After being spun and pitting on the opening lap, BJR had left Walsh in for the first 85 laps in order to make it through to the time-certain finish on just two more stops.
That meant Walsh only rested for 40 laps between when he got out of the car and the finish, which occurred on lap 125 of the scheduled 161.
Stewards rejected BJR’s argument that Walsh had effectively rested from lap 85 to the end of the scheduled 161 distance and therefore complied with the rule.
Although electing not to appeal on Sunday night, BJR has this morning issued the below statement explaining its side of the story.
Brad Jones Racing statement
The Sandown 500 has turned out to be a disastrous event for the team at Brad Jones Racing. The team were relieved to see Todd Hazelwood escape injury after the spectacular accident on the final lap of the co-driver qualifying race on Saturday. In Sunday’s 500km race, the Percat/Jones duo suffered a broken rear end plate which resulted in a 23rd place finish.
The highlight was that Slade and Walsh scored a top ten finish, bringing the Freightliner Racing Commodore home in ninth. However, that small celebration was short lived, when Supercars enforced a driving time rule that excluded the duo from the race results. Here, the team finally break their silence and explain the rule and clarify the reasoning behind their race strategy and decision on the day.
The Steward’s Finding stated; “The Stewards find that the Rule D184.108.40.206 requires a driver must have an effective resting time of 54 actual laps (being 1/3rd scheduled race distance)”. This finding uses actual laps, a term not used anywhere in rule 8.4.6.
The rule as written in Division D of the 2017 Rule book is as follows: 8.4.6 – Subject always to Rule D8.4.3: 220.127.116.11 the total driving distance for each Driver must not exceed two-thirds (2/3) or the scheduled race distance; and 18.104.22.168 the total effective resting time for each Driver must be equal to at least one-third (1/3) of the scheduled race distance. 22.214.171.124 the scheduled race distance will always be considered as the number laps listed in the Supplementary Regulations, irrespective of a time certain finish being reference and/or applied unless, at the sole discretion of the Stewards, a reduced distance is necessary.
BJR was charged with not complying with section 126.96.36.199 of this rule. BJR’s interpretation of this rule is as follows.
188.8.131.52: Two-thirds (2/3) of the scheduled race distance (161 laps) equals 107.3. So, no driver can do more than 107 laps out of 161. • Walsh: Completed 86 laps. Complies with rule. • Slade: Competed 39 laps. Complies with rule. 184.108.40.206: Each driver must effectively rest (not be driving the car) for one-third (1/3) of the scheduled race distance (161). So, each driver must be out of the car for more than 54 laps out of 161. • Walsh: Effectively rested 75 of 161 laps. Complies with rule. • Slade: Effectively rested 122 of 161 laps. Complies with rule. 220.127.116.11: Defines that all driving times are calculated off the laps detailed in the Supplementary Regulations (161 laps) regardless of the time certain finish (16:48 for Sandown).
The team are standing by the fact that nowhere in this rule is there reference to the ‘actual’ or ‘completed’ race distance. BJR feel the intent of the rule is so that teams can plan strategy on a defined race length, which is why the rule references on more than one occasion, the ‘scheduled race distance.’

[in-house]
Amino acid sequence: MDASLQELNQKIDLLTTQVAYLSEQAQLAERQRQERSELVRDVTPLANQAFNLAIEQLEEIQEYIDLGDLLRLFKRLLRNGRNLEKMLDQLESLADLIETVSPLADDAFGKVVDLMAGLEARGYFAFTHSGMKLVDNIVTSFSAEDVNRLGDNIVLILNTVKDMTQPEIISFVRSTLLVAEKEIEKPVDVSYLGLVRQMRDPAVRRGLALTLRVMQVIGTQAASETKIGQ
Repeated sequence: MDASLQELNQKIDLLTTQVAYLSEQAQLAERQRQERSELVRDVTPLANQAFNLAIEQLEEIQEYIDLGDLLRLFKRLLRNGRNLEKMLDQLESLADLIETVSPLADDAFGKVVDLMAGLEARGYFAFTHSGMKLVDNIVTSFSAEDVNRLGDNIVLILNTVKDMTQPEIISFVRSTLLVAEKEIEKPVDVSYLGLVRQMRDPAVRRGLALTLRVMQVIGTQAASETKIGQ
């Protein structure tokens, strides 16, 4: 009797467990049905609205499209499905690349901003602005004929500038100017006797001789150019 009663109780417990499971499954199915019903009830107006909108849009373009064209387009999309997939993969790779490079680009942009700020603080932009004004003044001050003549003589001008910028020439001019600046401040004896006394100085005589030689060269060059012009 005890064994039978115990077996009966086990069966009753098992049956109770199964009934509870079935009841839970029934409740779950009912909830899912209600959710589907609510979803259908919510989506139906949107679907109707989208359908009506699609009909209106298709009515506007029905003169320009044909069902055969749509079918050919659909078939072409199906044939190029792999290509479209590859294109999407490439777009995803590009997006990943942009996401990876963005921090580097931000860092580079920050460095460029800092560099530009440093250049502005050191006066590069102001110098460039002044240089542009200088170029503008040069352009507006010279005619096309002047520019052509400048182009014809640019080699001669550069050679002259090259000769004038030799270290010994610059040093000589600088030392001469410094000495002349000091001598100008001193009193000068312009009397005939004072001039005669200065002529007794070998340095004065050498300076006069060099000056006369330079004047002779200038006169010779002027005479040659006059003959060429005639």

Further to this, the team have discussed the rule in length and have agreed a team would find it near impossible to plan or complete a strategy guessing what the eventual race laps would be.
For example, another red flag or even more safety car laps would have shorten the 2017 race even further. So, if BJR had have pitted Walsh 54 laps before the end of the actual 125 laps, one more safety car period in Slade’s stint would have reduced the race by at least 1 lap, meaning he would not comply with 18.104.22.168 as interpreted by the Stewards. How are teams expected to predict the future?
Another example would have been if the red flag was at the other end of the race. Most teams would have driven their co-driver for two stints (82 laps) before swapping to their main driver (to achieve minimum race stops of 41 lap fuel stints). A shortened race to 125 laps would mean all these cars would have not complied with 22.214.171.124 as interpreted by the Stewards.
If the race above did happen, the Stewards would have the discretion to reduce the race distance. However, the teams that took the gamble or guessed that the race could be shortened may have run a compromised strategy to do so. If the stewards then reduce the race length after the fact, then this seems unfair to those teams. Hence, using ‘scheduled race distance’ is the only way teams can plan and execute strategy and why the wording is used extensively throughout the rule.
Brad Jones added “We are really disappointed at the weekend's penalty for Tim & Ash. To appeal this decision was going to be $11,000 plus our costs and you have one hour to submit the paperwork to do this after the hearing. At that point, which was around 7.30pm on Sunday evening it is difficult to seek the correct legal advice. We felt that we would accept the decision that was made, even though it was a pretty bitter pill to swallow.”
“We’ve got a lot of work to do at BJR in the next couple of weeks, and I’m eager to put the Sandown weekend behind us. This has undoubtedly been one of the toughest seasons for us. If we can stand on the podium at Bathurst, it would be the ultimate reward for the team and all their efforts and hard work they’ve put in this year.”